But you are not going to convince vast middle America that there is a wolf. More likely, they will look at you and say “what the hell are you talking about with all the ‘Lying’ crap.”

  51. rodney dill says:

    You’re right on the first link, Crust. Which you already knew. For some reason I didn’t pick up on the name in red as a link the first pass.

  52. rodney dill says:

    Way upthread I tried to make the point that partisans have a nasty tendency of flexible definitions; a flexibility that always favors their partisan point of view.

    I’ve noticed this tendency in the misnomer, ‘Bridge to Nowhere’, which has been characterized as a bridge for an island with 50 inhabitants. I think the whole slam against the bridge has been painted with a partisan brush, which has little to do with the Presidential campaign, but does explain why Palin was for it, then against it.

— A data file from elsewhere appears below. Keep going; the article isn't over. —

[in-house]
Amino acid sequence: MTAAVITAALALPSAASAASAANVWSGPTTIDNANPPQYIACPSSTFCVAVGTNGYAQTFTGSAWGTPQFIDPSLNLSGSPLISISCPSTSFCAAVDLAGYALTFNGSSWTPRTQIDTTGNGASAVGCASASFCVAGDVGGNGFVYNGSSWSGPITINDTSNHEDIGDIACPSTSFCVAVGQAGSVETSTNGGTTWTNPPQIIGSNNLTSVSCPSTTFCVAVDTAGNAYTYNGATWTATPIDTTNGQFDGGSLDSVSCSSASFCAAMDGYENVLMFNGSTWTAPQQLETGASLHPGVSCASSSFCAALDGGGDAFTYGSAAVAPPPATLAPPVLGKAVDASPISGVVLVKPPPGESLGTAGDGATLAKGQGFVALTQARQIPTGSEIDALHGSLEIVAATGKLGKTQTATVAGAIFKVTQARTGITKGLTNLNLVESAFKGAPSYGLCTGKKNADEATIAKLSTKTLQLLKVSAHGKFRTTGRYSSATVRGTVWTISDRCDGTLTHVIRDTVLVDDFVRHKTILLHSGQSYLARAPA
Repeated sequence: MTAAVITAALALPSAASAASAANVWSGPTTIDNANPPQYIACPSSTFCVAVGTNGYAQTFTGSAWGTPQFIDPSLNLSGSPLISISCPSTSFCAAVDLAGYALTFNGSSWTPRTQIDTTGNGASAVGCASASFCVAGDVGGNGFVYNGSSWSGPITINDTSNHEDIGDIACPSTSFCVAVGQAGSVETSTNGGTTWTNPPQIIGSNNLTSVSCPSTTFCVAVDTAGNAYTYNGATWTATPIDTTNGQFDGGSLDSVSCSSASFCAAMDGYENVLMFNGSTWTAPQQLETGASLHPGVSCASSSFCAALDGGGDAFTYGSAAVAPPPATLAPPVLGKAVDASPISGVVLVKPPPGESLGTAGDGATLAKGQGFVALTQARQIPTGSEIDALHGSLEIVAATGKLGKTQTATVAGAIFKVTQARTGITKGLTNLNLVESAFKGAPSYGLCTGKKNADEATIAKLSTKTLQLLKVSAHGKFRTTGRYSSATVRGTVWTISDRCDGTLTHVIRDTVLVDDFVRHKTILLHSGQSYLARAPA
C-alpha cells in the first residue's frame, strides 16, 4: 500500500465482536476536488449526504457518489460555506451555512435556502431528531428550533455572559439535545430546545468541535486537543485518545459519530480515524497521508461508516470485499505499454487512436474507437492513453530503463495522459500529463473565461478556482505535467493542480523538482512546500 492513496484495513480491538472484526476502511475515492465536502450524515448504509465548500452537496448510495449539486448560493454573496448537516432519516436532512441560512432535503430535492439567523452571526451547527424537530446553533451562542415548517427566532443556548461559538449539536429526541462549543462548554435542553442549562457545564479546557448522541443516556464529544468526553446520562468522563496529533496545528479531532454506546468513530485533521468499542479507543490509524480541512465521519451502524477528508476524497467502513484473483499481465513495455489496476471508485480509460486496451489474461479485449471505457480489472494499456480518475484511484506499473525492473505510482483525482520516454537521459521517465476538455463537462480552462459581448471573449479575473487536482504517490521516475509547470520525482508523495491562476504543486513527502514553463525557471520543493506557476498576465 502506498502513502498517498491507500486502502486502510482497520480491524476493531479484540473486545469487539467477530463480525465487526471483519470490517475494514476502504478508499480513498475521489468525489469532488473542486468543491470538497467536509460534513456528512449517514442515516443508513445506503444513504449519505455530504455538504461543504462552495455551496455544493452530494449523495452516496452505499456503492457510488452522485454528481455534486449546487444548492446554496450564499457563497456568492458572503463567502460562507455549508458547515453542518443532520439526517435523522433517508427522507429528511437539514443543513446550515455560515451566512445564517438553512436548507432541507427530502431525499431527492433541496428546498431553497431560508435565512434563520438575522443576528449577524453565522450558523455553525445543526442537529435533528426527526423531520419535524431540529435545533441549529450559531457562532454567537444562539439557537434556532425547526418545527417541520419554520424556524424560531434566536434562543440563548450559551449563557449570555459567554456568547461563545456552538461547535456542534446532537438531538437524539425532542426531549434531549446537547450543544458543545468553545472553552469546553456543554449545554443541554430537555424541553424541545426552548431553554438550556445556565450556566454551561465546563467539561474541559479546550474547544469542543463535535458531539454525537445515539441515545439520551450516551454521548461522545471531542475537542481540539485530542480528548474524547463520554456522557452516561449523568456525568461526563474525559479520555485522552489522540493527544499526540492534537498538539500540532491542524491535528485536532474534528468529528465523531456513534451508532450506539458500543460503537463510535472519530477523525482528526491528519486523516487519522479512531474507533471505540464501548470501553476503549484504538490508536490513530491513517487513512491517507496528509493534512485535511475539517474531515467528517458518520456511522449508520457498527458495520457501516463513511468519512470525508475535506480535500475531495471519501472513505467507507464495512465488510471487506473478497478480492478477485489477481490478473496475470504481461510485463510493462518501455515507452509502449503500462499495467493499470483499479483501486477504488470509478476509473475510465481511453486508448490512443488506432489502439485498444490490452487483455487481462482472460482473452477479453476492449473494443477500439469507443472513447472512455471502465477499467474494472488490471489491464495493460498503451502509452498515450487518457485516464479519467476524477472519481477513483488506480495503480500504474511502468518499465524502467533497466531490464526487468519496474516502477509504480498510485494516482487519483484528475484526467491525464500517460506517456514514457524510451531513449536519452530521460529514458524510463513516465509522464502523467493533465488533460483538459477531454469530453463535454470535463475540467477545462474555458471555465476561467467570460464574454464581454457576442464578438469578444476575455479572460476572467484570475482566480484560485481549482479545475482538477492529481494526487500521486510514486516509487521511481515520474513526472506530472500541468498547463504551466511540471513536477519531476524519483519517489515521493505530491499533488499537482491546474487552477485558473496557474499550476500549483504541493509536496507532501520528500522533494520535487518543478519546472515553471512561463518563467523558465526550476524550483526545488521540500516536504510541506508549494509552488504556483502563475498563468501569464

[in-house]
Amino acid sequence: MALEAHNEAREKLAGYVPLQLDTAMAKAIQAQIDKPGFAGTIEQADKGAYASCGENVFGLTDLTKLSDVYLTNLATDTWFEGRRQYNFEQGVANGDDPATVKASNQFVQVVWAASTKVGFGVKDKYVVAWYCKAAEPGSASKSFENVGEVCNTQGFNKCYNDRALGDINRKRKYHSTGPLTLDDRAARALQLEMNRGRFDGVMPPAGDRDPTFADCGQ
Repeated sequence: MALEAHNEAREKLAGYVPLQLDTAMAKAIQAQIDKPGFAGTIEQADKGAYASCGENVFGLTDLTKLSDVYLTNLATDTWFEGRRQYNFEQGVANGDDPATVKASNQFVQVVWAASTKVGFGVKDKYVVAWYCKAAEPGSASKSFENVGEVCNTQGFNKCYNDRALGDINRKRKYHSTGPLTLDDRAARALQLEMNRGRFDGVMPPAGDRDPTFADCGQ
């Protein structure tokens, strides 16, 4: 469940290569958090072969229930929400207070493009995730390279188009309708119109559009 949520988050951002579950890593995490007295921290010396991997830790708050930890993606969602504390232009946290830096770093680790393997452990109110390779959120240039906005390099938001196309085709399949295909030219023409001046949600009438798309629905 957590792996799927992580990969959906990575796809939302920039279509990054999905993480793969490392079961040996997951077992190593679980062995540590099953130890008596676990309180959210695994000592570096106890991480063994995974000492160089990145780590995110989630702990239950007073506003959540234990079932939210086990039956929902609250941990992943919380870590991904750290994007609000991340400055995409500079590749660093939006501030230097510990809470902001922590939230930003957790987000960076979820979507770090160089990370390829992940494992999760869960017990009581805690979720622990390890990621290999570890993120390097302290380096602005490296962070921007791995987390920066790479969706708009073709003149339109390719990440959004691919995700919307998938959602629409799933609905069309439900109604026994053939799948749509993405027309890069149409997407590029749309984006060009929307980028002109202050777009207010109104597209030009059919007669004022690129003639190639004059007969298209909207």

– I believe the air port services about 200,000 people a year, the only viable link between the airport and Ketchikan is ferry.
    – Its a ‘gateway’ city of 8500 that services about 750,000 to 1,000,000 million visitors per year (presumably mostly by ship).
    – The city itself has run out of room for expansion on its side of the channel, The island has flat area’s suitable for expansion. (i.e. The bridge would attract new residents to the island, not just service the 50 current residents, and airport traffic headed to Ketchikan.)
    – From Google maps the island is no ‘tiny’ island, the airport only takes up a small portion.

    What I’m not going to try to derive (and certainly haven’t found) is the volume justification for a $200 Million bridge, let alone the $400 million cost when Palin said no thanks. The residents of Ketchikan still seem to want it.